Axios Markets

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Friday. We made it. Matt here ... Kate Marino's starting us off with a glimpse of the restructuring drama surrounding Revlon and the bizarre fact that its shares have become the new hot plaything for the meme stock crowd.

Today's newsletter is 819 words, 3.5 minutes.

1 big thing: Revlon's meme bankruptcy

Animated illustration of a tube of lipstick rolling up to reveal a hundred dollar bill.
Illustration: Aïda Amer/Axios

Meme stock traders have a new favorite stock — zombie cosmetics company Revlon, which filed for bankruptcy protection last week, Kate writes.

  • Its shares — which face the very real prospect of being wiped out in bankruptcy proceedings — have caught fire. They're up 615% since their low point last week.

Why it matters: This isn't typically the market reaction after a company acknowledges it's insolvent and files for Chapter 11 protection.

How it works: In bankruptcy court, companies without enough money to pay everyone are allowed time to figure out who will get paid what. Creditors — like bondholders and lenders — would have to get their money back in full before the shareholders see a dime.

  • If there’s nothing left for shareholders, they take a zero. This happens all the time in bankruptcy court.

Flashback: Hertz became an O.G. meme stock after its 2020 bankruptcy when a Robinhood-fueled rally catapulted its shares, which Wall Street pros had deemed virtually worthless.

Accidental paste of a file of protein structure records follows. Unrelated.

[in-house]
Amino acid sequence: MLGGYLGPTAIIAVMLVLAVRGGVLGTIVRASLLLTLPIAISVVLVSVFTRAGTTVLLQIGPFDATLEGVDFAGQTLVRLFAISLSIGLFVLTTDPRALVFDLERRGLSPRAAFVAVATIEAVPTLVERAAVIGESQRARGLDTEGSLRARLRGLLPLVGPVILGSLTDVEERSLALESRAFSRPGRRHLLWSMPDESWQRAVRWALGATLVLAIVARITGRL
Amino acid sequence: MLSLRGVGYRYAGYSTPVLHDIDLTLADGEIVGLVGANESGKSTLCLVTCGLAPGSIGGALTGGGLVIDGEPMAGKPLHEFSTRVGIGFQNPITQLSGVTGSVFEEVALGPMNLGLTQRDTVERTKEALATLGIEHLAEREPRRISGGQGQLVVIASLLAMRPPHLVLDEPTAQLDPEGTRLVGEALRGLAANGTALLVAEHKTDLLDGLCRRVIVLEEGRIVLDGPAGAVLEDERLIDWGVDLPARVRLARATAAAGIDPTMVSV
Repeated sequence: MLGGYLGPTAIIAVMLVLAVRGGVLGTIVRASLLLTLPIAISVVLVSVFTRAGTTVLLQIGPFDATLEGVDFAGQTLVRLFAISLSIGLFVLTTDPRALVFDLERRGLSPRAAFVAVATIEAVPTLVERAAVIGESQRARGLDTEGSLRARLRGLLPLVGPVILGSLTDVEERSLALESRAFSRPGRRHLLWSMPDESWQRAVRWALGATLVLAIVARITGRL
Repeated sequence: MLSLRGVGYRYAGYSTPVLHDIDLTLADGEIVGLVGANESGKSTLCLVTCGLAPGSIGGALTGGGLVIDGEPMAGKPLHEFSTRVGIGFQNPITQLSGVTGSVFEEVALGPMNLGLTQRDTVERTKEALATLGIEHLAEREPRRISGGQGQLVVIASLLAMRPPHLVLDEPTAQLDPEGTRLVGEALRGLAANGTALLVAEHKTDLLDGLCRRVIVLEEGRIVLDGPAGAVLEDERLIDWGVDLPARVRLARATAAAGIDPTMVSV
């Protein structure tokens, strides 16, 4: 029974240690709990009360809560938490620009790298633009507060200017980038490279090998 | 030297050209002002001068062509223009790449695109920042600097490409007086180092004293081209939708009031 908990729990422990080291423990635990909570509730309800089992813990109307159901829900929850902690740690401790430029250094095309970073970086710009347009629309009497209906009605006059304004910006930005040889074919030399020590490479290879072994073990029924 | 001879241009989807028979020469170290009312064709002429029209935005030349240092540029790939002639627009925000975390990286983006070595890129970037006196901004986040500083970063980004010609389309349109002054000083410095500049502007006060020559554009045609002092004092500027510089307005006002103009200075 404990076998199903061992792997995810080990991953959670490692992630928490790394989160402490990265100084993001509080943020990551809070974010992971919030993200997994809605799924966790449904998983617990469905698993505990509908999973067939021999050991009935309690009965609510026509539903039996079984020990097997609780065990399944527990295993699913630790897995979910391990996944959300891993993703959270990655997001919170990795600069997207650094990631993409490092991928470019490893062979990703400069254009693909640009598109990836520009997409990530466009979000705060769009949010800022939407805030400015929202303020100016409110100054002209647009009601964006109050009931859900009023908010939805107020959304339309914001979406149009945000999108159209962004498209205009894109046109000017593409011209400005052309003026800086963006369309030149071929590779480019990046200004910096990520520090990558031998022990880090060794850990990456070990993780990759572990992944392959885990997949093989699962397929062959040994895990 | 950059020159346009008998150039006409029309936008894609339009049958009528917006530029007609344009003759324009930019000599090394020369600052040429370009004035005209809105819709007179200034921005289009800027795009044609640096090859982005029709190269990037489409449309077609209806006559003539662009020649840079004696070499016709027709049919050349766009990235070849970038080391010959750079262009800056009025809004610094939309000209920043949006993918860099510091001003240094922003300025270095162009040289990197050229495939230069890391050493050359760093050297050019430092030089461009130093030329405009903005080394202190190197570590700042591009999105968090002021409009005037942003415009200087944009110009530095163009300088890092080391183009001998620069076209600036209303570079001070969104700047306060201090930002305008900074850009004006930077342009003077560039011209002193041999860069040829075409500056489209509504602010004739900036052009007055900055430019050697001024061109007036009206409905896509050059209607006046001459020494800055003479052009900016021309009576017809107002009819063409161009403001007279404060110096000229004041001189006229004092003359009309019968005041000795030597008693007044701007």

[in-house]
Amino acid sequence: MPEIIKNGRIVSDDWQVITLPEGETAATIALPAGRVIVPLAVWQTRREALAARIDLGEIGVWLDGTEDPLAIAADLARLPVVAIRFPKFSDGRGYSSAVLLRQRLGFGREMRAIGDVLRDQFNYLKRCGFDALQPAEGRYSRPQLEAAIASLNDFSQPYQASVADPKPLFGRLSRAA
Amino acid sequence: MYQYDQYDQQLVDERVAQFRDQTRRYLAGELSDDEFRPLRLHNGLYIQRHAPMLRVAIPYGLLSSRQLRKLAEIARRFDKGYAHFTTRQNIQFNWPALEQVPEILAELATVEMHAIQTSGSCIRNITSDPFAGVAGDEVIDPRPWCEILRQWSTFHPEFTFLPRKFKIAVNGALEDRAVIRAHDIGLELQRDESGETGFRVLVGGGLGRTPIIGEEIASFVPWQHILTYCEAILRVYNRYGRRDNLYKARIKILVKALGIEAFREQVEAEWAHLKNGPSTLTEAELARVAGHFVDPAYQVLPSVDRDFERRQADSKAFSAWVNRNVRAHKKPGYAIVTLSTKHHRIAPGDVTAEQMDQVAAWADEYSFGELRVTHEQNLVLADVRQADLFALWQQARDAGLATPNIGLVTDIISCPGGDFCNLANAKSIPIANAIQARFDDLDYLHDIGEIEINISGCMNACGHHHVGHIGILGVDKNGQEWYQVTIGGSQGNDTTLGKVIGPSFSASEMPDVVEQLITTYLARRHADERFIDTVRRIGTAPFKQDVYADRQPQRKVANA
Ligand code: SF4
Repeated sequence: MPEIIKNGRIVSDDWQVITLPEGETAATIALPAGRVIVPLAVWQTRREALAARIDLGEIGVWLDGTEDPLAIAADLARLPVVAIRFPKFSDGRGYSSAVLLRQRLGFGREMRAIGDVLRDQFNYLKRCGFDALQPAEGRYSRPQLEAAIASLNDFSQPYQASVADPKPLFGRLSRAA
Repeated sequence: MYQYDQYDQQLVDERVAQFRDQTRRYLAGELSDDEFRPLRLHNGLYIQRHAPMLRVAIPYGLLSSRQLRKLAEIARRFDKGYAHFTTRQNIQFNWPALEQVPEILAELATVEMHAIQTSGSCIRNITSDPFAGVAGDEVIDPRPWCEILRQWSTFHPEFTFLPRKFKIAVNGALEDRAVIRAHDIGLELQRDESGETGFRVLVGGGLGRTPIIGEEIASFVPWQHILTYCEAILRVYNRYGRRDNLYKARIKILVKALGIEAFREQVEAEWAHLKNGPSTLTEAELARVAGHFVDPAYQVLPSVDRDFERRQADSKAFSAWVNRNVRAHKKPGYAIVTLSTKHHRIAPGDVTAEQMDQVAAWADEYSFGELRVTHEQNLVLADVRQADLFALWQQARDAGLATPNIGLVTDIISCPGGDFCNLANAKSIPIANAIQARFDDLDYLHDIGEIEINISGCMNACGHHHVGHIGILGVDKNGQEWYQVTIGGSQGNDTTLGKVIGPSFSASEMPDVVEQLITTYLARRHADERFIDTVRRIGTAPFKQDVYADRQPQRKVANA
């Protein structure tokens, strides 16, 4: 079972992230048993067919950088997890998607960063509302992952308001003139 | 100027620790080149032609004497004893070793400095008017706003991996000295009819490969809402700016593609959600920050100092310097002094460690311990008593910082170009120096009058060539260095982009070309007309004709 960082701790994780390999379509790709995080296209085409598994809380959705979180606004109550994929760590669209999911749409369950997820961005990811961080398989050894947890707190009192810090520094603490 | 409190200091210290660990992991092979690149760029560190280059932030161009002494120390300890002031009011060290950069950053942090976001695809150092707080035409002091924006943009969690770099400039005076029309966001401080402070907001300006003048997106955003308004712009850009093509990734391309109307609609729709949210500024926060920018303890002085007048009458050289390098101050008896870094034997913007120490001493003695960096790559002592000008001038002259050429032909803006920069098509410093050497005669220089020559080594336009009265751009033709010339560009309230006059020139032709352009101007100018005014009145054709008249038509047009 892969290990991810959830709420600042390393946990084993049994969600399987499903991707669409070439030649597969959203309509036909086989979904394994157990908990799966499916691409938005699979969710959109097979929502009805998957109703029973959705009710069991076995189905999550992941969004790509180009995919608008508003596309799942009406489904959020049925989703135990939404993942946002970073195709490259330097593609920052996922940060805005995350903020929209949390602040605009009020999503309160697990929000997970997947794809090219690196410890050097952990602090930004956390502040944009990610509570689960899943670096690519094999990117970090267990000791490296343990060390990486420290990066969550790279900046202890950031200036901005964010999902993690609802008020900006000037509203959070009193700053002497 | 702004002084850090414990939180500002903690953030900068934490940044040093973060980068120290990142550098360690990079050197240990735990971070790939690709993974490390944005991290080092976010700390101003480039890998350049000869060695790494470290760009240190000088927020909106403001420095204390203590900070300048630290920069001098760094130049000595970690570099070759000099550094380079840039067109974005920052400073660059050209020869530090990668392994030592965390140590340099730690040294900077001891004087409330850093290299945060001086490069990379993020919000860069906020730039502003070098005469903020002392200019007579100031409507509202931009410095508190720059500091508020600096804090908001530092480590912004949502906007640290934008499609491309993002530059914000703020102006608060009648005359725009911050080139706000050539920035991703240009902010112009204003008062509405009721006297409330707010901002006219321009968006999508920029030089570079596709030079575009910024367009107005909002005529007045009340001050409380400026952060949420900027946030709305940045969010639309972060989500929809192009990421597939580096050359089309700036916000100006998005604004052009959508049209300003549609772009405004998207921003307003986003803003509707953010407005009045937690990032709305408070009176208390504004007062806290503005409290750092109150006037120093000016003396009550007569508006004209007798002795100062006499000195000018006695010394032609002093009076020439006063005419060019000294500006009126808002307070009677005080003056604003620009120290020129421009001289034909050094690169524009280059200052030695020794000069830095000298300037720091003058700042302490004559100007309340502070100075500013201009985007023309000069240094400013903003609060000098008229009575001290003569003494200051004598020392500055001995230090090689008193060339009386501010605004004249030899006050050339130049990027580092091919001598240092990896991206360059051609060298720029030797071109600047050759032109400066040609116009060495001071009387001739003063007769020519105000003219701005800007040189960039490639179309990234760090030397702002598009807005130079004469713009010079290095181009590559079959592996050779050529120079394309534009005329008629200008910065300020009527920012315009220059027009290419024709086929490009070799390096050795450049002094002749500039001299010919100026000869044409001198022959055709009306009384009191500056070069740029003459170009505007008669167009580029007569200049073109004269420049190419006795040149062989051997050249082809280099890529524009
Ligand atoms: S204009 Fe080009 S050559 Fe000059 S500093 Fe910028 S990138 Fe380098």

• Retail investors proved the haters wrong when shareholders recouped a tidy payout as part of Hertz’s bankruptcy plan.

Yes, but: Retail traders who want to replicate the Hertz win with Revlon could be in for a rude awakening.

  • Hertz filed for bankruptcy at a unique moment in time — May 2020, basically the economic nadir of the pandemic. Its business had ground to a halt thanks to COVID-19 lockdowns, ultimately triggering what amounted to a freak margin call in its intricate stack of asset-backed debt.
  • A few months later, with the economy awash in fiscal and monetary stimulus, summer weather beckoned lockdown-grizzled America out onto the road. Hertz actually had a business again.

But while Hertz was an indebted company that couldn't make its payments because of a once-in-a-lifetime pandemic, Revlon has been a poorly performing debt zombie for years. It previously completed distressed debt exchanges in an attempt to put off the inevitable.

  • And, zooming out, back when Hertz filed the market was headed into an upswing — good for valuations — while now, we're barreling through bear territory.

These differences make it less obvious that there's a temporary, Hertz-like valuation discount for Revlon shareholders to take advantage of or a catalyst for a quick bounceback in the business.

What the bond market says: Some of Revlon’s bonds — which, again, are supposed to get paid back in full before any money goes to equity holders — are trading at just 5 cents on the dollar, according to BondTicker.

  • Translation: The savviest bankruptcy investors on Wall Street — who, by the way, are salivating for investment opportunities after two years of artificial Fed support propping up zombie companies — don’t think Revlon’s bonds are going to eek much more than pennies on the dollar out of a bankruptcy plan.